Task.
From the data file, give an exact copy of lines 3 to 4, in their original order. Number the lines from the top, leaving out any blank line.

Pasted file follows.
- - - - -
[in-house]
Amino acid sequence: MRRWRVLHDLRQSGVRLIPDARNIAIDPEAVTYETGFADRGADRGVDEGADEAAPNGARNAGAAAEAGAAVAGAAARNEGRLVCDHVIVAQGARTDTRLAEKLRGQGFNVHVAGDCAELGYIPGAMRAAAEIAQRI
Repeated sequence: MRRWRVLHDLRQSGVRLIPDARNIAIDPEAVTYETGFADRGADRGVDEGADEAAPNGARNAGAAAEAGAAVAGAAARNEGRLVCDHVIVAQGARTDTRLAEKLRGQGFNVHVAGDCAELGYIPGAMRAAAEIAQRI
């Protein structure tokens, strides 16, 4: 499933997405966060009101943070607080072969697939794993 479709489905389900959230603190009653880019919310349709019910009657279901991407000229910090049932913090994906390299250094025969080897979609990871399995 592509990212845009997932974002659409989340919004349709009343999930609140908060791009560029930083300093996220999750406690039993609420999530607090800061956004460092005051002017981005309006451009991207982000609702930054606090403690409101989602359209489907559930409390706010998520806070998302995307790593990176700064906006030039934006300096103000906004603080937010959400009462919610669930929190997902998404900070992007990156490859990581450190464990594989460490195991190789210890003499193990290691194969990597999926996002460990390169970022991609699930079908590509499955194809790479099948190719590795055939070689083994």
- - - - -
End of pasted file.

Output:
Repeated sequence: MRRWRVLHDLRQSGVRLIPDARNIAIDPEAVTYETGFADRGADRGVDEGADEAAPNGARNAGAAAEAGAAVAGAAARNEGRLVCDHVIVAQGARTDTRLAEKLRGQGFNVHVAGDCAELGYIPGAMRAAAEIAQRI
């Protein structure tokens, strides 16, 4: 499933997405966060009101943070607080072969697939794993 479709489905389900959230603190009653880019919310349709019910009657279901991407000229910090049932913090994906390299250094025969080897979609990871399995 592509990212845009997932974002659409989340919004349709009343999930609140908060791009560029930083300093996220999750406690039993609420999530607090800061956004460092005051002017981005309006451009991207982000609702930054606090403690409101989602359209489907559930409390706010998520806070998302995307790593990176700064906006030039934006300096103000906004603080937010959400009462919610669930929190997902998404900070992007990156490859990581450190464990594989460490195991190789210890003499193990290691194969990597999926996002460990390169970022991609699930079908590509499955194809790479099948190719590795055939070689083994």